Metals such as gold, silver, iron, copper and fine brass; copper with a small amount of tin, are capable of being enameled. But nickel, zinc, or common brass, which contains a mixture of copper and zinc are not capable of being enameled.  Mr. Cunynghame, first speaks of the art of enameling is simply melting glass on to the surfaces of various substances capable of adhering to it and also capable of withstanding the heat necessary to melt the glass and cause it to flow. Mr. Cunynghame, speaks of the common technology of producing Crockery, with is clays consisting of silicate of aluminia and magnesia, and forming it into shapes and firing it. After this process it is know as biscuit ware, and is hard and porous. At this point glass ground to an impalpable powder is mixed with water and the vessel dipped into the glass slurry, dried and fired to the melting point of the glass. In this respect the glass is called “glaze.” Very similar to our enameling and as well as the commercial applications of enamels or glass on other foundations such as iron= stoves and refrigerators or bathtubs. And don’t forget the use of enamels on signage.

Glass consist of sand and an alkali such as soda or potash, fused together with the addition of ingredients to produce color. He states the peculiar value here of lead. It gives the glass the remarkable ability to adhere to and run over the item being enameled and prevents it from cracking. He state it makes the glass more elastic and enhances its’ ability to withstand extreme temperature changes.  He also says that glass without lead is not suitable for enameling, as it will crack away from the metal. Of course today we have found a way to produce enamels without lead. The replacement for the major part is borax.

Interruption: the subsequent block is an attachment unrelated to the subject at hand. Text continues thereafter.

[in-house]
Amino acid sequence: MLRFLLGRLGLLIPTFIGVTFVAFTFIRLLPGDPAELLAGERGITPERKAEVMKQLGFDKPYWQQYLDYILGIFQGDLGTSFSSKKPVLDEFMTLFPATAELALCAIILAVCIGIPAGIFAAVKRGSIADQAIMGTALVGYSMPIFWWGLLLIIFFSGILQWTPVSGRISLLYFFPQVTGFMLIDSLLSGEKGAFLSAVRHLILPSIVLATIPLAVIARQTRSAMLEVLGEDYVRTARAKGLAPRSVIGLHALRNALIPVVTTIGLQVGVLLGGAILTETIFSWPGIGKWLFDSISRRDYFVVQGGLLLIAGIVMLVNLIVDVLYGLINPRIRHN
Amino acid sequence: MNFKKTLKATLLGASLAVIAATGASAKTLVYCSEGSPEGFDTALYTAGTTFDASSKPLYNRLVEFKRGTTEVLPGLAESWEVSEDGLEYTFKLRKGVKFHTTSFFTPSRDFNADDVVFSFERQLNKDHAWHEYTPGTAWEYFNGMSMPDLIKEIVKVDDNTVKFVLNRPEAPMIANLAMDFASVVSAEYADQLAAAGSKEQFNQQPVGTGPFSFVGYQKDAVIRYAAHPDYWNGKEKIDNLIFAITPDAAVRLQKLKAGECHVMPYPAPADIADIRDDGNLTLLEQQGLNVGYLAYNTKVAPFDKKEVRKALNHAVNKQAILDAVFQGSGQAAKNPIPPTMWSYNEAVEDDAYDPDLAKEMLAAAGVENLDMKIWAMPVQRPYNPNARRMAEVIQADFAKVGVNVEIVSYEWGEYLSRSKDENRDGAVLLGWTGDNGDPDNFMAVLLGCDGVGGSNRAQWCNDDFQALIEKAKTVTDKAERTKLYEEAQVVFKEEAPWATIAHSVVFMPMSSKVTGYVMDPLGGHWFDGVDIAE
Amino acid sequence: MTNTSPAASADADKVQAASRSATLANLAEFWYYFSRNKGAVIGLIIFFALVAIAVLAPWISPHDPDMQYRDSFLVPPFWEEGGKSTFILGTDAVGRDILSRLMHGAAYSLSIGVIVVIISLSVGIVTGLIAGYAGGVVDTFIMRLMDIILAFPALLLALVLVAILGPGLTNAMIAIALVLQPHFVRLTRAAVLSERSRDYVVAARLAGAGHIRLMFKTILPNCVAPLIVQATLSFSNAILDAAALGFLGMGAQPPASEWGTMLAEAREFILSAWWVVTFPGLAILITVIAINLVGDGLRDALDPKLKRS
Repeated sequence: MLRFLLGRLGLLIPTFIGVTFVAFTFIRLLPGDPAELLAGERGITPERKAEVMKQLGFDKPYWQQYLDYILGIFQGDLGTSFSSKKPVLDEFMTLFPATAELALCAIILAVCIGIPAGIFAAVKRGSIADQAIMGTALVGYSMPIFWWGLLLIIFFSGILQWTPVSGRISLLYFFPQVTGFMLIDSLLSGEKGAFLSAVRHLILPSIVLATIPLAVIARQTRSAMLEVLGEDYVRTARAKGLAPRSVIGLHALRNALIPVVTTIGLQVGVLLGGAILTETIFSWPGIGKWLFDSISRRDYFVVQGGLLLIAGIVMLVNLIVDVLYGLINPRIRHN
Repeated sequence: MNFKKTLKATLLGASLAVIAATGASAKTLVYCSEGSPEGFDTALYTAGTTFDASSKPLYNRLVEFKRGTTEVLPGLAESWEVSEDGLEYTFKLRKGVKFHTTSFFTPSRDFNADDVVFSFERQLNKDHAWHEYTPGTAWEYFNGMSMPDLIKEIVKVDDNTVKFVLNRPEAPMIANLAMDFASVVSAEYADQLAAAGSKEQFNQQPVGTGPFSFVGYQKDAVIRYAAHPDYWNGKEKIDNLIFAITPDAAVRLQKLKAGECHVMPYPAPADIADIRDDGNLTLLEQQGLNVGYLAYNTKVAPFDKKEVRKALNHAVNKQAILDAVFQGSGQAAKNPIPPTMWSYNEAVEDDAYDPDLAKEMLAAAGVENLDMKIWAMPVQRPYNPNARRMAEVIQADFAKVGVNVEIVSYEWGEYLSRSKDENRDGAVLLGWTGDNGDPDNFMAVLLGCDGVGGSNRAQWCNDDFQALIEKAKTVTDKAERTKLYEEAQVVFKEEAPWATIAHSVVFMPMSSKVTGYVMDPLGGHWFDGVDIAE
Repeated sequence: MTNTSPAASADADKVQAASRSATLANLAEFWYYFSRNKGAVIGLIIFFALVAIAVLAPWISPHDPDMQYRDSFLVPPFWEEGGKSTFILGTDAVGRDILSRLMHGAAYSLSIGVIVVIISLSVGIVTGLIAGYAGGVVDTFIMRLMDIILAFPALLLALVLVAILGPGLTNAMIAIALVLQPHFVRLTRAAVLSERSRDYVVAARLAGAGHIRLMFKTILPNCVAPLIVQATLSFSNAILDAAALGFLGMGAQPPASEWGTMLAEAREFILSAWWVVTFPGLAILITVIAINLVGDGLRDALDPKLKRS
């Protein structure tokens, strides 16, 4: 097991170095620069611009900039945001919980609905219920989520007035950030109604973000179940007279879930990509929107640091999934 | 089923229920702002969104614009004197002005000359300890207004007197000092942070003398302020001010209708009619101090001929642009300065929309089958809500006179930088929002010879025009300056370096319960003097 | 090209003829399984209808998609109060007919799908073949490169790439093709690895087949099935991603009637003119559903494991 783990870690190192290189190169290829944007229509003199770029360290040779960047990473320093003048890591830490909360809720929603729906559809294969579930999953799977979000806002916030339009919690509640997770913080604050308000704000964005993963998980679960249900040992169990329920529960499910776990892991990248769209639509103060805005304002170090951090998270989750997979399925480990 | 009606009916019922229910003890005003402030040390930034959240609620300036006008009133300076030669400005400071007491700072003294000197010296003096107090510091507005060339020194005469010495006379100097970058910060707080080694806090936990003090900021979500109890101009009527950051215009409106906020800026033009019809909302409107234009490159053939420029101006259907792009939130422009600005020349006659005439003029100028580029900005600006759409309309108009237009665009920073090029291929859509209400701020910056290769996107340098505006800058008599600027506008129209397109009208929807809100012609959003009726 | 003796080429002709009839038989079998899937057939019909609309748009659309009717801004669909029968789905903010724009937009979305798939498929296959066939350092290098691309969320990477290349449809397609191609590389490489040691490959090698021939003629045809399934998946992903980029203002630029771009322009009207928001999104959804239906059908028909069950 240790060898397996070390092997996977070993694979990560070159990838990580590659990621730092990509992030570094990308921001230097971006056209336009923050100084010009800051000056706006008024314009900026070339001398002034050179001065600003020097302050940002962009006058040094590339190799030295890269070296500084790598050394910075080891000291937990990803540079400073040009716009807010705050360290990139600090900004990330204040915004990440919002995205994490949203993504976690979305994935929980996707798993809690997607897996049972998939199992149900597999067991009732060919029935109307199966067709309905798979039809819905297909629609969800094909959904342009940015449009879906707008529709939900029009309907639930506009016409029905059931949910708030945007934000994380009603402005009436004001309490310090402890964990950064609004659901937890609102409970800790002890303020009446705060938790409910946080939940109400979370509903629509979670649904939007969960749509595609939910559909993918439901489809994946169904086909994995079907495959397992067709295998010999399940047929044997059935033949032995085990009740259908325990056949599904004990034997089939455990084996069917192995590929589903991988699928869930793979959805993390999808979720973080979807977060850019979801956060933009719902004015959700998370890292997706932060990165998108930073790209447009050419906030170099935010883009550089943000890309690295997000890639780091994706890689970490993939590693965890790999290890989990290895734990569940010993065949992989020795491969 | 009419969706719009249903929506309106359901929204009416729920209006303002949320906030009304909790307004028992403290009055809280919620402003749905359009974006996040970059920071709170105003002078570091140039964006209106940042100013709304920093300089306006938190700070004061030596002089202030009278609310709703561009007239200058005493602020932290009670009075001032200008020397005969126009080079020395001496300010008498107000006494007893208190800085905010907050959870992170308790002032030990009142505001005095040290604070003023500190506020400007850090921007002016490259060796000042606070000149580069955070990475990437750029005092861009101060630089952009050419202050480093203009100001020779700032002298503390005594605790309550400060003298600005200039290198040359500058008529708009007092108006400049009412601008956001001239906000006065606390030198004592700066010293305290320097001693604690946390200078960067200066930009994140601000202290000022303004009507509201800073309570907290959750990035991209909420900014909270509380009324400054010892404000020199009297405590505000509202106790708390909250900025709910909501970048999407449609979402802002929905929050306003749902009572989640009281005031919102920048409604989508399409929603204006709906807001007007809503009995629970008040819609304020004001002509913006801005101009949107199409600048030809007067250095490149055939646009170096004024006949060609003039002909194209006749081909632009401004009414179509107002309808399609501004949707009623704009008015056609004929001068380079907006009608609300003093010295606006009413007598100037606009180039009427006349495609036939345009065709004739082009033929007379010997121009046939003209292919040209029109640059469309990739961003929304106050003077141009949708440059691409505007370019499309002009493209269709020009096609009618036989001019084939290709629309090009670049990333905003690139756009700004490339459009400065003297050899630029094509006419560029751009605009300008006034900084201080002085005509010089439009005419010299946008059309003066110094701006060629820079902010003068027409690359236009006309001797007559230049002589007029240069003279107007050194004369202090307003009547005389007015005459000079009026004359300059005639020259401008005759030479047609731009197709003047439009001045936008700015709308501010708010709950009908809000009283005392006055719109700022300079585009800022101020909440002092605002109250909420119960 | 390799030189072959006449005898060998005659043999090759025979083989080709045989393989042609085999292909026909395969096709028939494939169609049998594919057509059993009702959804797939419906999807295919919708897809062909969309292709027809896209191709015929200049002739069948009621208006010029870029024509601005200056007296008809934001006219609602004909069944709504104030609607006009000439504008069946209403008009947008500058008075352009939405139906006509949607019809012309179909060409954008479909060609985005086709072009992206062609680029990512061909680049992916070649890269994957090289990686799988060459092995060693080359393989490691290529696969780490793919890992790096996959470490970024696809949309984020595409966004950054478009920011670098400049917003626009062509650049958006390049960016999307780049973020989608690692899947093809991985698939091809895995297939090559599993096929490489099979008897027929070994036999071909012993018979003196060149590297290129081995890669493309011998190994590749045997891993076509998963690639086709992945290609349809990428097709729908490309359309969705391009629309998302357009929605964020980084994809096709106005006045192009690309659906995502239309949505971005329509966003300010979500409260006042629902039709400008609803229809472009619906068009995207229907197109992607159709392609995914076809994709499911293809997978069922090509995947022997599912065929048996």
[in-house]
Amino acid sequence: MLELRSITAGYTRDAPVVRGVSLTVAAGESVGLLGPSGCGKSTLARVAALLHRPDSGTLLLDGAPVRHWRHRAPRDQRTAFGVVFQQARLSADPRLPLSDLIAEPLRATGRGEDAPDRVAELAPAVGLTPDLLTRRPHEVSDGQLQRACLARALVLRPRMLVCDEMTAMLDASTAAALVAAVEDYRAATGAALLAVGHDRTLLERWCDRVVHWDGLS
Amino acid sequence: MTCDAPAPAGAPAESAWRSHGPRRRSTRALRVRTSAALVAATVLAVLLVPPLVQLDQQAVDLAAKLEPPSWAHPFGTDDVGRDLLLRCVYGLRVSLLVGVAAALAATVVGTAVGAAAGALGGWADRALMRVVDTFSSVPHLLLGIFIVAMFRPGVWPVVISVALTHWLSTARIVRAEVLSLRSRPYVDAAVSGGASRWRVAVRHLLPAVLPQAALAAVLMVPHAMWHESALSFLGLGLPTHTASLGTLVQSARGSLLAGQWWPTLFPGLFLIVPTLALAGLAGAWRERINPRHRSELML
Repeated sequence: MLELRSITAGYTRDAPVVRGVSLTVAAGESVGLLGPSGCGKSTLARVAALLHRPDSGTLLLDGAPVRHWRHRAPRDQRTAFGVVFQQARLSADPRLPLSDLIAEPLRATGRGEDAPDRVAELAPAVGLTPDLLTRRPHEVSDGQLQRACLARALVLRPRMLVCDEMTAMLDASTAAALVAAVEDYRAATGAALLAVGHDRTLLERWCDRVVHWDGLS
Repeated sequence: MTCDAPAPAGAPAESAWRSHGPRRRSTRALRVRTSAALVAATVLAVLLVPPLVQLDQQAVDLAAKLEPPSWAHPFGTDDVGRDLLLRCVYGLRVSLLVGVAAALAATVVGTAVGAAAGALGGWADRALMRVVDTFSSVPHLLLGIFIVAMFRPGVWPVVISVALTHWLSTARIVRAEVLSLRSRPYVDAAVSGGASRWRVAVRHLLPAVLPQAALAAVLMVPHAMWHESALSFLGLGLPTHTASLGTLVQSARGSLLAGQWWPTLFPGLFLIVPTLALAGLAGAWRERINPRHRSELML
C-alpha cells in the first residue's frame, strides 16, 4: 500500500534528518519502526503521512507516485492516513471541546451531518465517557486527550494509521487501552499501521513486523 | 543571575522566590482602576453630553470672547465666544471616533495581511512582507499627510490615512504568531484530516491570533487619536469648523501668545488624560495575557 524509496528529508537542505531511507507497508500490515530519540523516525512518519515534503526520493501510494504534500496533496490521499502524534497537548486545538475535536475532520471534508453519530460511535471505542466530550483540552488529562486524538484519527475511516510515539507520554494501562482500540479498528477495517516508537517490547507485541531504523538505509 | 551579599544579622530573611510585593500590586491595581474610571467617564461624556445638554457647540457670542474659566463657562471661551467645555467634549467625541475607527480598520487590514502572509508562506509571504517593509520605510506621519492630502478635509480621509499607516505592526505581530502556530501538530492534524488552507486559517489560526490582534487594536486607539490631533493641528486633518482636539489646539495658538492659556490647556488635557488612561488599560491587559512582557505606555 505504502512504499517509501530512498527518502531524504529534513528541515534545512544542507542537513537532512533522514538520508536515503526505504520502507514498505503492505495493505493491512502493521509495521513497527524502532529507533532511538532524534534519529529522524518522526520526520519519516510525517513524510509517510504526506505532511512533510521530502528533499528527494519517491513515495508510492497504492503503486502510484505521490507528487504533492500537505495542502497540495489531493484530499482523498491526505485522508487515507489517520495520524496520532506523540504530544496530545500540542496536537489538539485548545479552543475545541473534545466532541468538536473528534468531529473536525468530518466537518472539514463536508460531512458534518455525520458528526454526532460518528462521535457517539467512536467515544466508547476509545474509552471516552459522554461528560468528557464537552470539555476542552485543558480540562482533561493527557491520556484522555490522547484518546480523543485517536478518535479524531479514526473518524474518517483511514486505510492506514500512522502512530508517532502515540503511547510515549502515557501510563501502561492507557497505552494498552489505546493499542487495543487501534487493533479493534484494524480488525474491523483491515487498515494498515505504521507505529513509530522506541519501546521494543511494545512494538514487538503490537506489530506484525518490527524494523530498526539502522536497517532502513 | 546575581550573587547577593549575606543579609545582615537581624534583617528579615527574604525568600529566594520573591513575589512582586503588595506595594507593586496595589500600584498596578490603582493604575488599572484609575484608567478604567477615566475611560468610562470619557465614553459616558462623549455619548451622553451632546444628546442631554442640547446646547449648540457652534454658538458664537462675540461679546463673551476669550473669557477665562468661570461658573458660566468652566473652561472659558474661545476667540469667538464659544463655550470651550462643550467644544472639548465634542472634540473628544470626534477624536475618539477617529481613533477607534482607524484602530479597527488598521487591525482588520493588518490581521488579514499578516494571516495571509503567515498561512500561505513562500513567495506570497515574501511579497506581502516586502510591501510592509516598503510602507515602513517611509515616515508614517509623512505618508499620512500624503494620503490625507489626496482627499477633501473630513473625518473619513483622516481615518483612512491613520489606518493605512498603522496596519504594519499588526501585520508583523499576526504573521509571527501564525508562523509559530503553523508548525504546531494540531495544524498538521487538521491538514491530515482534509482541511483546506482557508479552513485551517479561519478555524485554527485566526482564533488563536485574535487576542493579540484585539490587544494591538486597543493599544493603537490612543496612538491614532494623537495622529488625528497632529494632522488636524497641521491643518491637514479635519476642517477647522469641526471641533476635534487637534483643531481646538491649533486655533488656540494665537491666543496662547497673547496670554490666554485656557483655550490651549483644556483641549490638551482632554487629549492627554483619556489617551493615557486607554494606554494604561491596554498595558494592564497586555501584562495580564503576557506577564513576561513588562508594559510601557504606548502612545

Glass is colored by melting it with the oxides of various metals. Oxide of tin makes it opaque white, iron gives it a sea green and yellow, cobalt a royal blue, and copper a turquoise blue. Manganese colors glass violet, silver and antimony yellow, and gold crimson. Also we have chromium, producing a fine shade of green; uranium, a fine yellow; and iridium, giving enamels the shades of steel gray and black.

Coefficient of thermal expansion is when the temperature of a substance changes. The energy that is stored in the intermolecular bonds between atoms changes. When the stored energy increases, so does the length of the molecular bonds. As a result, solids typically expand in response to heating and contract on cooling. This dimensional response to temperature change is express by its coefficient of thermal expansion. This is where many get lost.

In enameling you just need to match the expansion of your metal and your enamels. I use a harder firing enamel as a flux = base layer in the technique of cloisonne, , still in the family of medium expansion enamels but slightly harder.  Then continue with medium firing enamels just a bit softer. For the very simple reason, with repeated firings the base flux layer is harder to flow, and the medium temp enamels flow or fuse faster. If the base layer melted at the same temperature and time as the later layers it would be possible for your warm colors to get liquid enough to mingle down through the base flux and eventually touch the metal and burn. We are using medium firing enamels, they are for copper, sliver and gold metals, but a few are a little bit harder than others and these should be laid down first.

If you make test plates you will see this. Below I have a plate 1″ x 3″ and I put 15 color dots of washed enamel on the plate and fire it at 1425 degrees. Some dots are completely fused and some are still grainy. The grainy one is a harder firing enamel and takes more time to fuse.